- Due to higher oil prices, ‘high yield’ bond yields are approaching historical lows while interest rates and inflation are increasing. Investors should be grateful for the amazing opportunity to unload.
- ‘High yield’ ETFs have grown from 0% to 10% of the total fixed income ETF market in less than 10 years.
- Apart from rising interest rates, illiquid ‘high yield’ primary markets in relation to the highly liquid secondary ETF markets signal potential Armageddon as there will be no buyers when the ETF trend reverses.
I usually look for investments where the risk is low and return is high as asymmetric risk reward situations provide the highest and safest returns. Today I’m going to do the opposite, discuss a high risk low reward investment. If you own or are attracted to higher yields, or want a short play, this article is for you.
What Is High Yield?
Many less sophisticated investors, don’t understand what high yield really means. ‘High yield’ is Wall Street’s way of selling junk to people by giving it a sexy name. Credit rating agencies rate sovereign and corporate debt by giving an A rating to those where the obligor’s capacity to meet its financial commitment on the obligation is extremely strong. Ratings go as low as ‘D’ for an issuer that is in default.
A high yield or junk bond, whatever you prefer to call it, has a credit rating below BBB. This means that these bonds are regarded as speculative with BB being the less speculative and C the most speculative with an almost certain future default.
Figure 1: S&P’s Credit rating definition with junk in red. Source: Standard & Poor.
According to the rating agencies ‘BB’ bonds don’t present risks if business conditions remain the same. Alongside higher yields, the low risk in a stable environment is what attracts investors to this kind of investments.
The economy is growing and many think everything will be well. But, do we have strong evidence that business conditions won’t remain the same? Yes, we do, and the evidence comes from the center of monetary power. Janet Yellen, the chair of the Board of Governors of the Federal Reserve System, has been warning us that interest rates will be higher in the medium-term. Higher interest rates mean lower bond values and increased defaults due to higher interest payments and refinancing difficulties. Apart from the obvious, there are other screaming risks.
‘High Yield’ Risks
The current Bank of America Merrill Lynch US high yield effective yield is 5.85% which is much better than the 10-year treasury yield of 2.47%, but don’t get greedy as high yields are close to their historical lows. This means that at the first sign of trouble, yields will shoot up like they did in 2015, 2011, 2009, and 2002.
Figure 2: ‘High yield’ vs. 10-year treasury yield. Source: FRED.
When high yields shoot up, bond values go down. Investors lost significant amounts in 2009, 2011, and at the end of 2015.
Figure 3: iShares iBoxx $ High Yield Corporate Bond ETF. Source: iShares.
The main issue is that you risk 20% or more for a yield of 5% which is close to historical lows with a small chance that it will go lower. If you aren’t convinced, let me elaborate a bit more.
Treasury yields have increased while junk yields have decreased due to higher oil prices creating a lower spread.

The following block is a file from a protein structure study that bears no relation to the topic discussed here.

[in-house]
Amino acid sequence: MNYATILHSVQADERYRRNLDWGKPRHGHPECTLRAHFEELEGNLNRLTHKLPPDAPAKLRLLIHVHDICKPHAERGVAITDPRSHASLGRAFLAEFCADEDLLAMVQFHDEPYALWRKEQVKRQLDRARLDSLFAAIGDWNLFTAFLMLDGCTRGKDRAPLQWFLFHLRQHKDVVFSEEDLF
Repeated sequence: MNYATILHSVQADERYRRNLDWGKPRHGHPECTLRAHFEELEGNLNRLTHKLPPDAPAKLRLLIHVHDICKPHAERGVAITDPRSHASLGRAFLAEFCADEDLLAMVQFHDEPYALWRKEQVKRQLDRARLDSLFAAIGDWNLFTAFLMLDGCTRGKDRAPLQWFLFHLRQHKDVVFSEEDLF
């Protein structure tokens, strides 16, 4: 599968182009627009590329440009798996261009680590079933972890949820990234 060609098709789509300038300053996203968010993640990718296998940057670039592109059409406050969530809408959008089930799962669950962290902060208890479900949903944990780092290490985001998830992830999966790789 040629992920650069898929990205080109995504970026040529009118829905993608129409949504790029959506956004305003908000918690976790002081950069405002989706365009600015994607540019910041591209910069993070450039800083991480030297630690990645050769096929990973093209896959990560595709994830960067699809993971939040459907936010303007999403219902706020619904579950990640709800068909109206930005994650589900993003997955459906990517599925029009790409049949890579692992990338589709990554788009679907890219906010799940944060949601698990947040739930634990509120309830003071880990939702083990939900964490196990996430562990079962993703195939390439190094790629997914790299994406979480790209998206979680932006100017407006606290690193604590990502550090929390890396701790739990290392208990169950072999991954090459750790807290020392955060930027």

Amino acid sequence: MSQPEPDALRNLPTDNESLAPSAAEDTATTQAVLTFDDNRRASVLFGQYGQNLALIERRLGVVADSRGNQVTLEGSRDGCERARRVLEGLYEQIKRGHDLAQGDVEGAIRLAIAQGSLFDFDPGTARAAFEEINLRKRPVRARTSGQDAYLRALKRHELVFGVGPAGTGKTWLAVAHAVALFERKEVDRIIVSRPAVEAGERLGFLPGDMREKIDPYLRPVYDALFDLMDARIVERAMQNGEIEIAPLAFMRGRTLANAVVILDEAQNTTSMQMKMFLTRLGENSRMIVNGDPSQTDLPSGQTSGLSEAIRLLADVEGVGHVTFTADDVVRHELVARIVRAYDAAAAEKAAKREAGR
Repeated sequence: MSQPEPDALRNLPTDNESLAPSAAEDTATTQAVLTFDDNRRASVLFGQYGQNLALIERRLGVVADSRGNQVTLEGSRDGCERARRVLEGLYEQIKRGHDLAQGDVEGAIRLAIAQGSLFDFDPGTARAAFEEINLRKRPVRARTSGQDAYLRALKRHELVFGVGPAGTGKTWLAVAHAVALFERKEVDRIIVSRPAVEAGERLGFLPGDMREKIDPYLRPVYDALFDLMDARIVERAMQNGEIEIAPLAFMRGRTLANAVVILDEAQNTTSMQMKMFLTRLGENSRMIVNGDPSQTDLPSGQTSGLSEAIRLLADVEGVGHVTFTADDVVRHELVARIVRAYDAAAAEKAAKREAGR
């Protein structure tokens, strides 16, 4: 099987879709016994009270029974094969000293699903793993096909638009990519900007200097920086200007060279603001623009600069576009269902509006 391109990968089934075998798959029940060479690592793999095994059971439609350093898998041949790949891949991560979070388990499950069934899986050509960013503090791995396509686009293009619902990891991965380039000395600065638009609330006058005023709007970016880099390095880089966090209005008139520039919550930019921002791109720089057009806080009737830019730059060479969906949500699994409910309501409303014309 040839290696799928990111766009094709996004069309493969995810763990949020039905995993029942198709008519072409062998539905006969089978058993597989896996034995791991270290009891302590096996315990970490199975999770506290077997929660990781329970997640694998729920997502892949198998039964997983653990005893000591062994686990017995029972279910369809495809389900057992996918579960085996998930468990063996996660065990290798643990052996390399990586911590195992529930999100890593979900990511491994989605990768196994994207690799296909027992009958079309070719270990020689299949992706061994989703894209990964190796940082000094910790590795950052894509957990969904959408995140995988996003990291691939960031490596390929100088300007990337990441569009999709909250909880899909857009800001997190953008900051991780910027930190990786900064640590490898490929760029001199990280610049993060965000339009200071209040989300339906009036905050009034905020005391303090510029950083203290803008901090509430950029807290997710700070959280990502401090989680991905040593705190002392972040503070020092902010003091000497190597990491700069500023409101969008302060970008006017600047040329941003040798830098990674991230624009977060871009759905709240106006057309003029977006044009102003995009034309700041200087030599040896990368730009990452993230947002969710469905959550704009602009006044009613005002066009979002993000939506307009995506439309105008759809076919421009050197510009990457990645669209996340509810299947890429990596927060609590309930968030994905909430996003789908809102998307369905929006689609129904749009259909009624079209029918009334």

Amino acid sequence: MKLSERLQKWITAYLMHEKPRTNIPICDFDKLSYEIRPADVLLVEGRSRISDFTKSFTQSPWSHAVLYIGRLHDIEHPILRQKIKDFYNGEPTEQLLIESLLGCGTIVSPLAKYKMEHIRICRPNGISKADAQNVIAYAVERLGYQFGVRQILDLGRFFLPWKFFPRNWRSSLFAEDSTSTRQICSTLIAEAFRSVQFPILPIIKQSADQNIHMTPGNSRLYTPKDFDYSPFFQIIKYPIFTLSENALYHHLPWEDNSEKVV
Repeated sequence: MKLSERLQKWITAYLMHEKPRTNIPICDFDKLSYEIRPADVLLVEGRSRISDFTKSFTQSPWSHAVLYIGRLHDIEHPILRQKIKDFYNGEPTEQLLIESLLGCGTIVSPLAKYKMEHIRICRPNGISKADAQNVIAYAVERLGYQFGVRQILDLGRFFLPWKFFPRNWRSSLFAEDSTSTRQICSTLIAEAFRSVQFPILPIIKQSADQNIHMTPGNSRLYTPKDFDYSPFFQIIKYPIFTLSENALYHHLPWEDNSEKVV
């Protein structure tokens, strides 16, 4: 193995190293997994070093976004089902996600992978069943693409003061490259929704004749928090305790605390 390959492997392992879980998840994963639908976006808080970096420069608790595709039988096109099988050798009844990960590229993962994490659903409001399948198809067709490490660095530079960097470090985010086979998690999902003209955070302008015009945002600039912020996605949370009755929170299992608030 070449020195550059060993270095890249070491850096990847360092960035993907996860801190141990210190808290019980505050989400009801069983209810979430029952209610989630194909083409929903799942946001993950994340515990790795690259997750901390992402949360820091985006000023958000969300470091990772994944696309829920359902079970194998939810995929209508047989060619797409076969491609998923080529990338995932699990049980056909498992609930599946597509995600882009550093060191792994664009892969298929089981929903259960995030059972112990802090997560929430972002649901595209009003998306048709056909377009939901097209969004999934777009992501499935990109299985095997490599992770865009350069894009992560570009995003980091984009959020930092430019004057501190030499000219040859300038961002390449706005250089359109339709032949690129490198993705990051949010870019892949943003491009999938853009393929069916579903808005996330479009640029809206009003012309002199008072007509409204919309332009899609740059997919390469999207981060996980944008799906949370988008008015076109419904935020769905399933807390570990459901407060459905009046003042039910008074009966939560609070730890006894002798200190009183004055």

Figure 4: High yield (left & blue) and 10-year treasury (right & red) in the last 12 months. Source: FRED.
Any weakness in oil would immediately increase required junk yields as many of them are issued by energy companies exploring and exploiting shale.
Another issue is liquidity. When junk bonds get into trouble, nobody wants to touch them because there is a high risk of default. At the same time, investors will sell their ETFs on the open market, assuming liquidity. But if there is no counter party in the transaction, i.e. nobody wants to buy the ETF from you on the secondary (ETF) market, the ETF will be forced to unload bonds on the primary market in order to cover for the redemptions.
The problem is that the primary market can’t handle any kind of ETF fire sales because the liquidity on the primary ‘high yield’ markets is much lower than on the secondary ETF markets, especially since banks aren’t allowed to act as middlemen on junk bonds.
The trading volume on secondary ETF markets for the iShares iBoxx $ High-Yield Corporate Bond ETF is always 4 to 10 times higher than the volume on the primary ‘high-yield’ bond market covered by the same ETF.
Figure 5 Primary and Secondary Market Activity for the iShares iBoxx $ High-Yield Corporate Bond ETF. Source: Morningstar.
Liquidity issues don’t arise while the interest in ETFs is growing as there is more creation and demand from ETFs on primary markets. However, we haven’t seen what happens when there is a negative ‘high yield’ ETF trend as for the past 9 years, ‘high yield’ ETFs have only seen inflows.
Figure 6: Assets under management in High-Yield Bond ETFs. Source: Morningstar.
The current assets under management represent 10% of total assets in fixed income ETFs worldwide. 10% is a very scary percentage if things on bond markets reverse from the above described clean, decade long, growth trend. Unfortunately, with higher interest rates the trend is about to reverse. This will have an impact on other fixed income ETFs and could also spill over to stock ETFs and the stock market.
With ‘high yield’ rallying in the last few months, now is the perfect time to not be greedy and get out.
Yes, yields can go lower on fiscal stimulus and less regulation. On the other hand, the same positives would increase competition and lower oil prices. The situation is clearly asymmetric with high risk and low rewards. For a 5% yield, investors risk a 20% short term loss and a 50% medium to long term loss. This isn’t my kind of investment.